“Mini-Brain” Organoids Provide Clues About Early-Life Origins of Schizophrenia; Fundamental Discovery of Reduced Expression of Two Key Genes May Force Field to Reconsider When Disease Truly Begins and How Scientists Should Think About Developing Next Generation of Schizophrenia Therapeutics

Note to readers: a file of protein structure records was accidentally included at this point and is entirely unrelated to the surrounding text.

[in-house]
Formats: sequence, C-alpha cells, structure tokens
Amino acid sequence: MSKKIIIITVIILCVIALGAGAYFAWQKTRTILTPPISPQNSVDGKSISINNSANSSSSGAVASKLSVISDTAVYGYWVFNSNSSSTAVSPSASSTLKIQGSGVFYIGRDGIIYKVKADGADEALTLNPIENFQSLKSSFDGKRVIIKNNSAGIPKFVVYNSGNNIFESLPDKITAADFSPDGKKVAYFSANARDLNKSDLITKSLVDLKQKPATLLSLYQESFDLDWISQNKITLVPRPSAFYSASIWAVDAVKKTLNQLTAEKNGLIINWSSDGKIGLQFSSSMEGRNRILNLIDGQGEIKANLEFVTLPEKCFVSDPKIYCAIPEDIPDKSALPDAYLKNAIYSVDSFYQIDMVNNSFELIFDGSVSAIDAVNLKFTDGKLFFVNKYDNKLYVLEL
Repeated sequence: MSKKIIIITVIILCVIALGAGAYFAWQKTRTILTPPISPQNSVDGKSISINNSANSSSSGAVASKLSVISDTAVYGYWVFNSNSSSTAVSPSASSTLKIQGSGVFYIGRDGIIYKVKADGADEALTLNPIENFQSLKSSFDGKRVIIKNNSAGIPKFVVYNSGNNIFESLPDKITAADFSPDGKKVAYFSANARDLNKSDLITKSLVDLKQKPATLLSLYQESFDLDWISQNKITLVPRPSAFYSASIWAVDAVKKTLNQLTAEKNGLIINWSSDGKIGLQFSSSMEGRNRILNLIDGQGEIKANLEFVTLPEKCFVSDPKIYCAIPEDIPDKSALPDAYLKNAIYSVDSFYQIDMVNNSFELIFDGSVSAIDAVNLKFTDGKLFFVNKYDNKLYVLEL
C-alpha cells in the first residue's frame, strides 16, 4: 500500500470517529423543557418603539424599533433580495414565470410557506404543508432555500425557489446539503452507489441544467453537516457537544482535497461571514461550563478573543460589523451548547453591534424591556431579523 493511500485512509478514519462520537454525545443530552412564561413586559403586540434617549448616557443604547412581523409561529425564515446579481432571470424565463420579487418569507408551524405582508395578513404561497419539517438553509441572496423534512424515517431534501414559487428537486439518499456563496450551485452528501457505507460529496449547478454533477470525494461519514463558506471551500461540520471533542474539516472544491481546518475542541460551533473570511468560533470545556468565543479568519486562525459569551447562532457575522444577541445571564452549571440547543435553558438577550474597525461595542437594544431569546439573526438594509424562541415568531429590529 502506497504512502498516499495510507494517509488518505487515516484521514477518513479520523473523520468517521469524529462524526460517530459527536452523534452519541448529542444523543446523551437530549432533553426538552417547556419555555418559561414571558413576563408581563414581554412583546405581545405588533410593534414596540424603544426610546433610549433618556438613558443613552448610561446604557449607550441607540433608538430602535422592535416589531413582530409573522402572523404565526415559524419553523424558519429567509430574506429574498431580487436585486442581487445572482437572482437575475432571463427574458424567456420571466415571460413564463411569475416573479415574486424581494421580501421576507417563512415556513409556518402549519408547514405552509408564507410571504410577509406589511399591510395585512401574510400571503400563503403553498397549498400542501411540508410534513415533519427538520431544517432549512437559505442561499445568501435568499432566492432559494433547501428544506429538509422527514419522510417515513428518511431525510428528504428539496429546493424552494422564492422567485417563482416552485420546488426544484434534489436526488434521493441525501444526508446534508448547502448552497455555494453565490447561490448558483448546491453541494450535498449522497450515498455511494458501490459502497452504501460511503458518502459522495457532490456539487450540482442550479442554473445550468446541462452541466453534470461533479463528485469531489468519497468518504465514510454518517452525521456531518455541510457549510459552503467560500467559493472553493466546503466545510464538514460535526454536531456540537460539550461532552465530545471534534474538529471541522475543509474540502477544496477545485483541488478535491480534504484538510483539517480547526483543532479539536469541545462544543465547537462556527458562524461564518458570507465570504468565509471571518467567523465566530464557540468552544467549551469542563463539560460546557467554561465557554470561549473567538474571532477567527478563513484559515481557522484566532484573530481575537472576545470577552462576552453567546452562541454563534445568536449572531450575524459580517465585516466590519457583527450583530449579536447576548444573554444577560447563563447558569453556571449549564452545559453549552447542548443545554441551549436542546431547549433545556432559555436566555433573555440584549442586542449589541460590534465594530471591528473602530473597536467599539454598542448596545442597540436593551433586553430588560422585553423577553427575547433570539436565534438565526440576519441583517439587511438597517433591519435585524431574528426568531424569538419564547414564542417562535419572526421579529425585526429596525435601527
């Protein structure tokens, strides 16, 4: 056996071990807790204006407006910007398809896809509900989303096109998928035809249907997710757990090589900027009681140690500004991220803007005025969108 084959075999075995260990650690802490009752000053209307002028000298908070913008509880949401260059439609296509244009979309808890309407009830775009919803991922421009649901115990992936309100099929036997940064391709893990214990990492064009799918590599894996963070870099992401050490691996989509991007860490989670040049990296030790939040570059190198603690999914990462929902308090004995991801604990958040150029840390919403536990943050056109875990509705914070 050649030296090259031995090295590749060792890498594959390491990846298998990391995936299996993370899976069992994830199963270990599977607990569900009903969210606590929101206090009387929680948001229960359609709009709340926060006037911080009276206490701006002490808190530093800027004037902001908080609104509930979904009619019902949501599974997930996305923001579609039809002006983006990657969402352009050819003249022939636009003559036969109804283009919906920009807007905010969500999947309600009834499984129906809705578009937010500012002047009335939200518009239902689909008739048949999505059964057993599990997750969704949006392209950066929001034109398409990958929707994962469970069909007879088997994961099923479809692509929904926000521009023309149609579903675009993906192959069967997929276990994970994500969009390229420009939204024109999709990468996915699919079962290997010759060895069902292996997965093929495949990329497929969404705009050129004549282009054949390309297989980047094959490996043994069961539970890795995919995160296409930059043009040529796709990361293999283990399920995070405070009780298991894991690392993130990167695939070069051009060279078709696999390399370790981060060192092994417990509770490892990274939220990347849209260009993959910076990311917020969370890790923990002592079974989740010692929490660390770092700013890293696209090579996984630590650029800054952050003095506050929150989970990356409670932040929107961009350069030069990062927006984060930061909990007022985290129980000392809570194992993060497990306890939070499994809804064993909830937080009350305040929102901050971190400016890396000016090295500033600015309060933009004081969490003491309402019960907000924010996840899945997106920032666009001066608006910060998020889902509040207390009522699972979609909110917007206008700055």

Multiple changes in brain cells during the first month of embryonic development may contribute to schizophrenia later in life, according to a new study by Weill Cornell Medicine investigators. The researchers, whose study was published online in Molecular Psychiatry on November 17, 2021, used stem cells collected from patients with schizophrenia and people without the disease to grow 3-dimensional “mini-brains” or organoids in the laboratory. By comparing the development of both sets of organoids, the scientists discovered that a reduced expression of two genes in the cells stymies early development and causes a shortage of brain cells in organoids grown from patient stem cells. The open-access article is titled “Schizophrenia Is Defined by Cell-Specific Neuropathology and Multiple Neurodevelopmental Mechanisms in Patient-Derived Cerebral Organoids.”
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